Date of Graduation


Document Type


Degree Type



College of Physical Activity and Sport Sciences


Physical Education Teacher Education

Committee Chair

Andrew Hawkins.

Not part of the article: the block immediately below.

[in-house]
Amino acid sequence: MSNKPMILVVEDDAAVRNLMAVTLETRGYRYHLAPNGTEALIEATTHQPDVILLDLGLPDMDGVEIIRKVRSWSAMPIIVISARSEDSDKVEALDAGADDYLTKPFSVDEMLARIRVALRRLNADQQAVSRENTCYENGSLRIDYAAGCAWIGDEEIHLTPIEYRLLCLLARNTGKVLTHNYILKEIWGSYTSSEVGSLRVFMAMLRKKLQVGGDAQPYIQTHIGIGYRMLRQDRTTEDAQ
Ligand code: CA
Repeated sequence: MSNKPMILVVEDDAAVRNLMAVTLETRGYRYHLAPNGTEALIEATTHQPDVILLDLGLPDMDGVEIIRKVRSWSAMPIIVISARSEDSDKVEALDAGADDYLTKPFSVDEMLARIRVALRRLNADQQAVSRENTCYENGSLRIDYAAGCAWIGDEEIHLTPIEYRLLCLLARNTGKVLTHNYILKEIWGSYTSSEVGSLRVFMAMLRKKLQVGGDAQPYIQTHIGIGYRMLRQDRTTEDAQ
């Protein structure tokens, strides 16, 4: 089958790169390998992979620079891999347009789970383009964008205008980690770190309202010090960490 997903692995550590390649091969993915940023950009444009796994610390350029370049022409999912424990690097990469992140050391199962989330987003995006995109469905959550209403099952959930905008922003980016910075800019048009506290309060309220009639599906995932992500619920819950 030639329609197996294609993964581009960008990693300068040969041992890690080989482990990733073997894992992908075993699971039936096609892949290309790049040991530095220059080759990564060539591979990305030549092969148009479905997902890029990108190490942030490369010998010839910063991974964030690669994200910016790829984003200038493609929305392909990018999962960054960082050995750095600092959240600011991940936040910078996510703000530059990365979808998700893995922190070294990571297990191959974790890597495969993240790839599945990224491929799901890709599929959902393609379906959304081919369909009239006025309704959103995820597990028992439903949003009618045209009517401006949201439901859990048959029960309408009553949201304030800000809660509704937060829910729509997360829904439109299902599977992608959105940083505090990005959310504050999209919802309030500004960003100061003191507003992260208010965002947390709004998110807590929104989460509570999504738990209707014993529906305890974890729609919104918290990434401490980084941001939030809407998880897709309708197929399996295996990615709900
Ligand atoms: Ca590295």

Being able to play a sport has been a primary goal of any physical education program (NASPE, 1995). A tool used by physical education teachers in promoting sport has been the use of curricular models. Two models that have been of interest have been the Sport Education Curricular Model (SECM) and a multi-activity model. With little research investigating how these two models influence game play in the secondary level; the purpose of this study was to investigate how the SECM and a longer version of the multi-activity model called the Extended Multi-Activity Model (EMAM) would affect skill development, knowledge, and game performance for the sport of volleyball at the secondary level.;A 2 x 2 x 3 (group x gender x time) research design was utilized on forty-seven secondary students testing volleyball skills (i.e., serve, set, and pass), knowledge, and game performance. Participants were tested on the dependent variables pre, mid, and post of the twenty lesson intervention. Results revealed no group x time interaction but data there were improvement in skills for both models. There were also no significant differences for knowledge although there was some improvement for both curricular models. There was an interaction effect for group x time when dealing with game performance, F (2, 86) = 8.06, p < .01. The SECM group overall made more correct decisions, executed skill more proficiently, and adjusted to the ball better than the EMAM group. In conclusion, if the goal of the physical education program is to promote game play, the SECM is more efficient in enhancing game play than an extended version of the multi-activity model (i.e., EMAM).